Superpower religion

Culture | Scientology lives on, thanks to superhero gimmickry

Issue: "Soldiering on," May 27, 2006

Special effects and stunt doubles render Tom Cruise super-humanlike in the mega-star's latest film, Mission Impossible III. Thanks to a new bit of high-priced religious quackery, such fantasy can now extend well beyond the silver screen. The Church of Scientology (CoS), in which Mr. Cruise boasts high-ranking membership, is slated to complete work on a "Super Power" program by next year.

The Super Power operation, housed at the church's massive headquarters in Clearwater, Fla., is designed for such well-endowed practitioners as Mr. Cruise. But while the CoS employs a substantial public-relations department, it has released minimal information on its foray into superhuman powers.

Prominent investor Matt Feshbach, who underwent a trial version of the Super Power program a decade ago, told the St. Petersburg Times earlier this month that he is no longer dependent on his physical senses to perceive reality. He said the heightened levels of awareness wrought by the Super Power program helped him save a young boy from being mauled by a pickup in a Los Angeles crosswalk.

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Mr. Feshbach only received access to the supposed perception-enhancing techniques after dumping megabucks into the program. Mr. Cruise has likewise donated large sums to the church in climbing to the seventh of eight levels.

"High-level courses are aimed at the old-timers, not to recruit new members," explained leading critic Andreas Heldal-Lund, a Norwegian researcher who operates the website xenu.net. "It is just one more attempt in a long series to invent new stages for members to buy courses. Since they don't deliver what they promise, the cult needs to always make up new courses they can buy to resolve the reasons the last course didn't help."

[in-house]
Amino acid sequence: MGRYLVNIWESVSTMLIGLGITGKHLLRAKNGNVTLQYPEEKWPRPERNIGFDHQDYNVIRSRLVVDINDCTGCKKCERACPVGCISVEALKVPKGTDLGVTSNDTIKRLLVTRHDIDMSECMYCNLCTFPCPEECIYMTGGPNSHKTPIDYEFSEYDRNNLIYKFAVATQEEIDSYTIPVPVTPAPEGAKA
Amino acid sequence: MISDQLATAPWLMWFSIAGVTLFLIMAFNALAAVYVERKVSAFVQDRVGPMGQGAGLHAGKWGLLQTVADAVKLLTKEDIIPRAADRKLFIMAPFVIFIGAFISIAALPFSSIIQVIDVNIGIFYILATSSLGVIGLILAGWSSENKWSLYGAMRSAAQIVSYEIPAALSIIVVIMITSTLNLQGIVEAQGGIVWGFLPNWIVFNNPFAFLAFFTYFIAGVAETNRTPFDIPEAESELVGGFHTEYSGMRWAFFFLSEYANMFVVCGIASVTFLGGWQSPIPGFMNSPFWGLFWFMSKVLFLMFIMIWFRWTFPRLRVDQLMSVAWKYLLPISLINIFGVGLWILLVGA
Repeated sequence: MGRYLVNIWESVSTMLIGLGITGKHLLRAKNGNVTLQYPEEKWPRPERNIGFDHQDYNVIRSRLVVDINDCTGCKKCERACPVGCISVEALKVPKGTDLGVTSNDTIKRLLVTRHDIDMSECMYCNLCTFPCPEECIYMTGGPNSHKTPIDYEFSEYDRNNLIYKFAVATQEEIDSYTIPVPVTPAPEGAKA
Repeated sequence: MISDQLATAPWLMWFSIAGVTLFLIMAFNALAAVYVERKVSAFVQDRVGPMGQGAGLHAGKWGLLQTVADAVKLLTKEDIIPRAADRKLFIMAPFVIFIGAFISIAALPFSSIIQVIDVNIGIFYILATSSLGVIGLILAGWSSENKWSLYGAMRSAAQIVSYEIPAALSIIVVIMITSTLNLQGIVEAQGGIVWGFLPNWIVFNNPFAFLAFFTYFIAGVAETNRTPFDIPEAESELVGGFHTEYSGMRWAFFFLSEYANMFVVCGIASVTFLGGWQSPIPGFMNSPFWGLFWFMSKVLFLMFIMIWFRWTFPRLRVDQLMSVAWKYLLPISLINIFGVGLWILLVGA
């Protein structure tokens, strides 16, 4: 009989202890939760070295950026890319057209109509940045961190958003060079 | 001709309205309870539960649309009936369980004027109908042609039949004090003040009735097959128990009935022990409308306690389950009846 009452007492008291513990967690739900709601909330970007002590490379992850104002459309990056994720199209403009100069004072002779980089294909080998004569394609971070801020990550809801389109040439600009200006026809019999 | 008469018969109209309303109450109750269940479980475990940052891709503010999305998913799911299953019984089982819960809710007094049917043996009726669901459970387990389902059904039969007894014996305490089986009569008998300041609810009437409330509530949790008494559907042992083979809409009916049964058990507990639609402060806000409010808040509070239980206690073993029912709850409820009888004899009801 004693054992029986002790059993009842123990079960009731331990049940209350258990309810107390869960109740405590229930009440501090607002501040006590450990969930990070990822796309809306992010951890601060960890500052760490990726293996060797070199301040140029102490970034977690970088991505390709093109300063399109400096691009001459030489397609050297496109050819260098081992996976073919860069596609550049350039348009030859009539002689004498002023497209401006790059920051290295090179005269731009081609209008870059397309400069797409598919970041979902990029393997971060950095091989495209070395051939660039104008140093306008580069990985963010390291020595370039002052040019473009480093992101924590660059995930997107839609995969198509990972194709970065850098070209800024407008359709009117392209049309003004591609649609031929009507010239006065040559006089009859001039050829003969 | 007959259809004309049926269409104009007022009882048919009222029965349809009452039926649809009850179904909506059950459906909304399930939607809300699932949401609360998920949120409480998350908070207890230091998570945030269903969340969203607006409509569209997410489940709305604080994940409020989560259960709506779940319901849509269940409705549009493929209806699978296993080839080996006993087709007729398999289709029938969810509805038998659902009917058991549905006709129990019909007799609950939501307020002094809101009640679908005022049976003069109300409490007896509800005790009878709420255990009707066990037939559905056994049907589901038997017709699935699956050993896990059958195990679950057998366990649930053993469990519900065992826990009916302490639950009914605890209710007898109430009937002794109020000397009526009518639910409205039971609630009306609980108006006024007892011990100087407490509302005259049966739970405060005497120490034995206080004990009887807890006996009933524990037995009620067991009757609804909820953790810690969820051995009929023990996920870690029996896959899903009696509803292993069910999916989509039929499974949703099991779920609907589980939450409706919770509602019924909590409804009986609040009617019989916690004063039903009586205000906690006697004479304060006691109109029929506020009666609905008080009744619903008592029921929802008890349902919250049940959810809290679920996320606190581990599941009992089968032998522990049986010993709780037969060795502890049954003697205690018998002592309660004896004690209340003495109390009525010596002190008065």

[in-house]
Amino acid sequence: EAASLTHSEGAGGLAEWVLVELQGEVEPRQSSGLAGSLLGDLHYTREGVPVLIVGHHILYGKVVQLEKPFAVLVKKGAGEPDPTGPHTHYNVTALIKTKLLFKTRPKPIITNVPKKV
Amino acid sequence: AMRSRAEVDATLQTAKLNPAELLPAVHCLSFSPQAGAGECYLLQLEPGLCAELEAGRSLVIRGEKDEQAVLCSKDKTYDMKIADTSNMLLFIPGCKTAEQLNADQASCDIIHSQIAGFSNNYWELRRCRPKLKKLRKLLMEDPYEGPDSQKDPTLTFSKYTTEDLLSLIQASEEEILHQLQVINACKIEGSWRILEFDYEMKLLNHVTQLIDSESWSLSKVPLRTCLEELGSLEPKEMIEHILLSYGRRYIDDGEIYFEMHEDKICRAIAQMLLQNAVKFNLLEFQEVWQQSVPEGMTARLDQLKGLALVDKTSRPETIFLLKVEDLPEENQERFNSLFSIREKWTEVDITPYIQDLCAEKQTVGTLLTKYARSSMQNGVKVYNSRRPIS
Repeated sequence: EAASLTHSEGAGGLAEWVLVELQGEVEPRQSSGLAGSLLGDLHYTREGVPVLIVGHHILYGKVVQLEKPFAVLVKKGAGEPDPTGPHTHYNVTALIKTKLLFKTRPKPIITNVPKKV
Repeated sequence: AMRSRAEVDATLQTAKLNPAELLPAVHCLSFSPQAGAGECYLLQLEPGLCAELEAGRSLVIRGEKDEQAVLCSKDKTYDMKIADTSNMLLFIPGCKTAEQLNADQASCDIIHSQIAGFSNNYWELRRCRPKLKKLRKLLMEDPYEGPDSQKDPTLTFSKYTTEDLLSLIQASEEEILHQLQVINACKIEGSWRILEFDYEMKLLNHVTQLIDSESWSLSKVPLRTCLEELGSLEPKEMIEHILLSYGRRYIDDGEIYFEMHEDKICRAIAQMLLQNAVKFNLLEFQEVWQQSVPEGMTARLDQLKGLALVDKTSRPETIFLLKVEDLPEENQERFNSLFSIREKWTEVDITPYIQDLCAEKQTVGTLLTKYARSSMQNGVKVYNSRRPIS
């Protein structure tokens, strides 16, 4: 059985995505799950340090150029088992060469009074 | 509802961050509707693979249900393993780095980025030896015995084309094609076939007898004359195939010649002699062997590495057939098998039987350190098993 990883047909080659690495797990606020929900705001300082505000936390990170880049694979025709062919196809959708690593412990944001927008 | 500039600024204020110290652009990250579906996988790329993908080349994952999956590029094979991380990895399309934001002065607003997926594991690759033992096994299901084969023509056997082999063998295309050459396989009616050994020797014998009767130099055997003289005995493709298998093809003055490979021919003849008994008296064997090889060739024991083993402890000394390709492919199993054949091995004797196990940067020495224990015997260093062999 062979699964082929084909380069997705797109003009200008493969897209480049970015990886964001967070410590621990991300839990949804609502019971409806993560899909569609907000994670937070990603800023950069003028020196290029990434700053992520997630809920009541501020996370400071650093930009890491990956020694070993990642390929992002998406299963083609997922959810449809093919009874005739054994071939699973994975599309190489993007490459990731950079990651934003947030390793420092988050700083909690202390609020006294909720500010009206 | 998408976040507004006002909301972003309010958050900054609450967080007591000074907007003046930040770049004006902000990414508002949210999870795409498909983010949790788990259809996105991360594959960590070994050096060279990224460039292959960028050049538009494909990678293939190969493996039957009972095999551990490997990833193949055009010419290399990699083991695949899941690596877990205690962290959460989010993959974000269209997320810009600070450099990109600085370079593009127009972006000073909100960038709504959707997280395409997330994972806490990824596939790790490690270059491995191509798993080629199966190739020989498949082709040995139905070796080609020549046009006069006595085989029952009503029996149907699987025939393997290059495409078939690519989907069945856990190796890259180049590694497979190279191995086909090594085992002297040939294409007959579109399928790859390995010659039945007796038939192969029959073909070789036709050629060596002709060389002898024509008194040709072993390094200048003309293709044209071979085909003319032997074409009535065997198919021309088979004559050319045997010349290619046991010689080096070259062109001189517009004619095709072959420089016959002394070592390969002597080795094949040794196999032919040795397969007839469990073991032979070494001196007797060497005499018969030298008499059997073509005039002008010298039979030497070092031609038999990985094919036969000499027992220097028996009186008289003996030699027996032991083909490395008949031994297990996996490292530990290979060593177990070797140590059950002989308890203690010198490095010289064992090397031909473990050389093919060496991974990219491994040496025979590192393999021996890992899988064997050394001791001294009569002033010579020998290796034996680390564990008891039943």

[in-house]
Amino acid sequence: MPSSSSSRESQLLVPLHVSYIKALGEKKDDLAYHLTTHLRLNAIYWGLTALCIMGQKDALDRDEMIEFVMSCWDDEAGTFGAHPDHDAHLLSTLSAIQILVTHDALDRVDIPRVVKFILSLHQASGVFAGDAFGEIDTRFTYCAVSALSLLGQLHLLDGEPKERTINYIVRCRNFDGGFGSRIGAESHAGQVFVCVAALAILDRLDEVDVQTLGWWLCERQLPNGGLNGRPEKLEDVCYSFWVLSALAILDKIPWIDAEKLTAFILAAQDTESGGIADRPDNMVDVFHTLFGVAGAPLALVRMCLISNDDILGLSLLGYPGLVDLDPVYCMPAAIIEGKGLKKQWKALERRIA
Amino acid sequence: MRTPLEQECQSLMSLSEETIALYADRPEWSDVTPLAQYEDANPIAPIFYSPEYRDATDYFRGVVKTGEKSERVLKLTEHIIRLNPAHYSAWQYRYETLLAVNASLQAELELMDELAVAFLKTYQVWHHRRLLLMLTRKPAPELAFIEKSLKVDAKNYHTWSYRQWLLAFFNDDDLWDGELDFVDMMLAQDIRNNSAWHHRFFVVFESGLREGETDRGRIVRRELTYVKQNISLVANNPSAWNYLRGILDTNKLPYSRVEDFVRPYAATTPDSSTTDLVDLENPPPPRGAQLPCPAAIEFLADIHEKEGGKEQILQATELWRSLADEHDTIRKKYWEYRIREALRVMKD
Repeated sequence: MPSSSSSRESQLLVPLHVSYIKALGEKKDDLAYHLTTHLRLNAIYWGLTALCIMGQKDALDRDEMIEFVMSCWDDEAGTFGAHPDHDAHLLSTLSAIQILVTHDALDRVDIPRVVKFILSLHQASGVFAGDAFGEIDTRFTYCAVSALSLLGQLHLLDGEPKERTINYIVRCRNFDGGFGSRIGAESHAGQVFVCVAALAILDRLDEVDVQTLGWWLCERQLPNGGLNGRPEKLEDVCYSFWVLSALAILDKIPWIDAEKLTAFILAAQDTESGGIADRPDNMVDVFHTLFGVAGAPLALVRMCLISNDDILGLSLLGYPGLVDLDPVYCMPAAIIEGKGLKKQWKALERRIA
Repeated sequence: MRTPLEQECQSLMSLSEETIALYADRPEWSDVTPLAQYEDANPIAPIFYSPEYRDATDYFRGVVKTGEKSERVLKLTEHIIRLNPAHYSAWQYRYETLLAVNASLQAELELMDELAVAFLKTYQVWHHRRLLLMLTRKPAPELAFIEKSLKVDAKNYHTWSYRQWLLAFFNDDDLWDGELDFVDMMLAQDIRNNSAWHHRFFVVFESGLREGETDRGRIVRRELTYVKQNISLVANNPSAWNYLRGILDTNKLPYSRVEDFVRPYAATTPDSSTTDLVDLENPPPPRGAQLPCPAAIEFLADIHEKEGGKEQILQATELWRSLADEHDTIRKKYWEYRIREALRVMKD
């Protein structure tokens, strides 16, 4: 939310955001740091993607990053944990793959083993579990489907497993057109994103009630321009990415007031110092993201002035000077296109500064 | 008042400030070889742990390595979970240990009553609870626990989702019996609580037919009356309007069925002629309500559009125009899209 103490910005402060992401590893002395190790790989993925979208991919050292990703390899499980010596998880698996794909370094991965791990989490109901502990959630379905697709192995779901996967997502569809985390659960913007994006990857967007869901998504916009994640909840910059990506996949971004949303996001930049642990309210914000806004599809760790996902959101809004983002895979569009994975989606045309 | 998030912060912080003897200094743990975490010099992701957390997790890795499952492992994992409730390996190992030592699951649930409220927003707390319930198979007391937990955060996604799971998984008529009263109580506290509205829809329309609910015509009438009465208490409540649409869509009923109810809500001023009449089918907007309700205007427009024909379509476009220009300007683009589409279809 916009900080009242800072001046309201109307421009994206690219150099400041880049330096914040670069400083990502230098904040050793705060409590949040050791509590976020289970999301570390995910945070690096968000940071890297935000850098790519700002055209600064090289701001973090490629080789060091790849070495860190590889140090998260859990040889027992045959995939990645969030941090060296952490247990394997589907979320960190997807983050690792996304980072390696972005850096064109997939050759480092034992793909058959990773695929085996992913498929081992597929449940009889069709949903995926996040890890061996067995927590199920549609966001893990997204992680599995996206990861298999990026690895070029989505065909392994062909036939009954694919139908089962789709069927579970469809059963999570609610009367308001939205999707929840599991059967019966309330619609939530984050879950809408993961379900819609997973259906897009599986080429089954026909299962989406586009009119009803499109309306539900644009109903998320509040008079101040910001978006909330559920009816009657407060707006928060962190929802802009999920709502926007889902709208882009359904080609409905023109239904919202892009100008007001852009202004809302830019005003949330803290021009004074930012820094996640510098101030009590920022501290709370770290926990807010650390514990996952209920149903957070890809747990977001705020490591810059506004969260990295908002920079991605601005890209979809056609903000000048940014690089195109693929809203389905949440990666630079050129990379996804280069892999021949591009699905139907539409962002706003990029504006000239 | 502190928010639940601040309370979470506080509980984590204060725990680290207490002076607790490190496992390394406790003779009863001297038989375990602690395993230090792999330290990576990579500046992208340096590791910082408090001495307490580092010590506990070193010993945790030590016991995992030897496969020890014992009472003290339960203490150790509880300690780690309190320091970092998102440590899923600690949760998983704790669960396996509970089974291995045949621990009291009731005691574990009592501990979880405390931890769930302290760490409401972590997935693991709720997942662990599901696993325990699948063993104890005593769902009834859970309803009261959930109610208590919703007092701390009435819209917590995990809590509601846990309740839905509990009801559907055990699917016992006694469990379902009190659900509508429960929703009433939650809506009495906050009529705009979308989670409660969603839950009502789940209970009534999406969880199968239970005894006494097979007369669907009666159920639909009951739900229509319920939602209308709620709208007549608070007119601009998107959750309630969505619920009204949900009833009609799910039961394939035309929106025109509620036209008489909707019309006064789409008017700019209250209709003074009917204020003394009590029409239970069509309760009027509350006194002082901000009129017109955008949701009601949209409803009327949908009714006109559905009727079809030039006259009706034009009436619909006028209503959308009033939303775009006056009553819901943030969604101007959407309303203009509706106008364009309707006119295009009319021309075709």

Since the 1950s, when science fiction author L. Ron Hubbard first introduced his bizarre self-help concepts, Scientologists have sought to free themselves and new converts from secret alien control to achieve maximum human potential-even superpowers. Despite a stream of well-documented books and media reports discrediting Mr. Hubbard as a charlatan, his pay-as-you-go religion has maintained enough devoted followers to achieve fabulous financial standing.

A latter-day influx of celebrity practitioners like Mr. Cruise and John Travolta has propelled Scientology into mainstream consciousness: The number of Google searches for the word Scientology surged dramatically last summer when Mr. Cruise criticized anti-depression drugs and psychiatric treatment-both considered shams in Scientology.

The CoS believes such public attention is good for business, calling Scientology the world's fastest-growing religion and claiming between 8 million and 9 million members worldwide. But Mr. Heldal-Lund disputes such numbers, placing the church's grand total between 100,000 and 300,000, according to his study of international statistics. Mr. Heldal-Lund told WORLD that Mr. Cruise has unwittingly harmed his religion by prompting people to investigate it on the internet: "Cults thrive best under threats or in darkness. The internet has seriously disarmed the Church of Scientology, and it has never been as illuminated as it is now."

Web searches spiked again this spring when Isaac Hayes quit his job as the voice of a popular South Park character in protest of the Comedy Central cartoon's lampoon of Scientology. The episode in question exposed the secret doctrine of the evil space lord Xenu, whose use of Earth 75 million years ago to free his planet from overpopulation resulted in the mass alien possession of human souls.

The far-fetched Scientology narrative, outlined accurately in South Park, is only known because disgruntled ex-Scientologists released the information and documents proving it. CoS refuses to admit its own doctrine to the general public and does not share it with new members until they reach the higher and more expensive levels. Many uninitiated Scientologists claim that Lord Xenu is not part of the church's teaching. And members who leave the church upon learning the nature of its doctrine are often harassed and publicly slandered.

Some dissatisfied Scientologists have attempted to recover their lost funds with lawsuits alleging fraud. The most prominent case involved former member Lawrence Wollersheim, awarded $30 million by a jury in 1986. That amount was reduced to $2.5 million on appeal, but the CoS refused to pay and bragged it would never extend one thin dime.

When it finally succumbed to legal pressure in 2002 and issued a check that included 11 years of interest, Mr. Wollersheim celebrated his receipt of 86 million thin dimes. Perhaps a few church sales to M:I:III's superman covered those losses.


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